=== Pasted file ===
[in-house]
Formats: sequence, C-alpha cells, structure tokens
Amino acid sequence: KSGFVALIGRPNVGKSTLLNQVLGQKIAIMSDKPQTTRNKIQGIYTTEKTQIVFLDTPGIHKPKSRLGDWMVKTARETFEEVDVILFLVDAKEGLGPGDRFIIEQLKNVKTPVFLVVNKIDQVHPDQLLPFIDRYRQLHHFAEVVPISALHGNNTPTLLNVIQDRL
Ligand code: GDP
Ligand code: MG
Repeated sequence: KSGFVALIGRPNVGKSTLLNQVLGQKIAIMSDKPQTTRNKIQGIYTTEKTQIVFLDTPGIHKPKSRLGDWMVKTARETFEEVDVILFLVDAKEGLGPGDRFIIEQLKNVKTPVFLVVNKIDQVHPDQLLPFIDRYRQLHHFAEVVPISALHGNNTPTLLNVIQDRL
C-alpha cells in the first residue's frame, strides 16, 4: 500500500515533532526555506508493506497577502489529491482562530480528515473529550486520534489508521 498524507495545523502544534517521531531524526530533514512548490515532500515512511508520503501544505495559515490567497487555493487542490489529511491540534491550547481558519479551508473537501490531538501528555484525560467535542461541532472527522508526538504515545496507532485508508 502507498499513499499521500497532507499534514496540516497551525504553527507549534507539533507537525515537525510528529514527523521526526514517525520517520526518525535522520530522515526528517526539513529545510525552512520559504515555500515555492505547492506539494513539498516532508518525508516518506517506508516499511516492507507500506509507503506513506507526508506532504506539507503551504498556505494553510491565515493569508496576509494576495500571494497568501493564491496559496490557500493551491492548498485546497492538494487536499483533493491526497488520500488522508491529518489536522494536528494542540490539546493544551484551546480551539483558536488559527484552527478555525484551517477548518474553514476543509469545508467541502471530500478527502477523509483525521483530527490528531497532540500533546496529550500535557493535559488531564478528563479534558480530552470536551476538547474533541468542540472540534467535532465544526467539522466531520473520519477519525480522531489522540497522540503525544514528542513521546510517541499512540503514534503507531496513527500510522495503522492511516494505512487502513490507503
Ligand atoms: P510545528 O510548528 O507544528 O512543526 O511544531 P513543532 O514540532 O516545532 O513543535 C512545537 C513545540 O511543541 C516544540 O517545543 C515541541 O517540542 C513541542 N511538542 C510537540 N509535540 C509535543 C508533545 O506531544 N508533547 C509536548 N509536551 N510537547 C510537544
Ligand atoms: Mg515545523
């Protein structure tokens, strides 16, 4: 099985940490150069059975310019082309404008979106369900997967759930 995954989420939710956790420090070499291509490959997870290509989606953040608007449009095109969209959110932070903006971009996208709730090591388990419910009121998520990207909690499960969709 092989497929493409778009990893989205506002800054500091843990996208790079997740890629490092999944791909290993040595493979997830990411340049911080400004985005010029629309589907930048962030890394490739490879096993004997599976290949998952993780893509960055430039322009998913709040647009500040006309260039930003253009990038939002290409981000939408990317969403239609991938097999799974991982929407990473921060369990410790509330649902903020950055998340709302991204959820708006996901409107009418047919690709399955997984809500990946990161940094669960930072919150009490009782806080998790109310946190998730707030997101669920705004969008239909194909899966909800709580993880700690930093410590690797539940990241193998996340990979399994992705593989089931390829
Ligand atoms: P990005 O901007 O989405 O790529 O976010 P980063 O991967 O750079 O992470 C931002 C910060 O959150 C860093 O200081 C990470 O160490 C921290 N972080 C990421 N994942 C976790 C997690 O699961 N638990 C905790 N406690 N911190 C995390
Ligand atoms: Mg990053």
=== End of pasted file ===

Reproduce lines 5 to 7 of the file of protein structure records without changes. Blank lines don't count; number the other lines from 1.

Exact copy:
Ligand code: MG
Repeated sequence: KSGFVALIGRPNVGKSTLLNQVLGQKIAIMSDKPQTTRNKIQGIYTTEKTQIVFLDTPGIHKPKSRLGDWMVKTARETFEEVDVILFLVDAKEGLGPGDRFIIEQLKNVKTPVFLVVNKIDQVHPDQLLPFIDRYRQLHHFAEVVPISALHGNNTPTLLNVIQDRL
C-alpha cells in the first residue's frame, strides 16, 4: 500500500515533532526555506508493506497577502489529491482562530480528515473529550486520534489508521 498524507495545523502544534517521531531524526530533514512548490515532500515512511508520503501544505495559515490567497487555493487542490489529511491540534491550547481558519479551508473537501490531538501528555484525560467535542461541532472527522508526538504515545496507532485508508 502507498499513499499521500497532507499534514496540516497551525504553527507549534507539533507537525515537525510528529514527523521526526514517525520517520526518525535522520530522515526528517526539513529545510525552512520559504515555500515555492505547492506539494513539498516532508518525508516518506517506508516499511516492507507500506509507503506513506507526508506532504506539507503551504498556505494553510491565515493569508496576509494576495500571494497568501493564491496559496490557500493551491492548498485546497492538494487536499483533493491526497488520500488522508491529518489536522494536528494542540490539546493544551484551546480551539483558536488559527484552527478555525484551517477548518474553514476543509469545508467541502471530500478527502477523509483525521483530527490528531497532540500533546496529550500535557493535559488531564478528563479534558480530552470536551476538547474533541468542540472540534467535532465544526467539522466531520473520519477519525480522531489522540497522540503525544514528542513521546510517541499512540503514534503507531496513527500510522495503522492511516494505512487502513490507503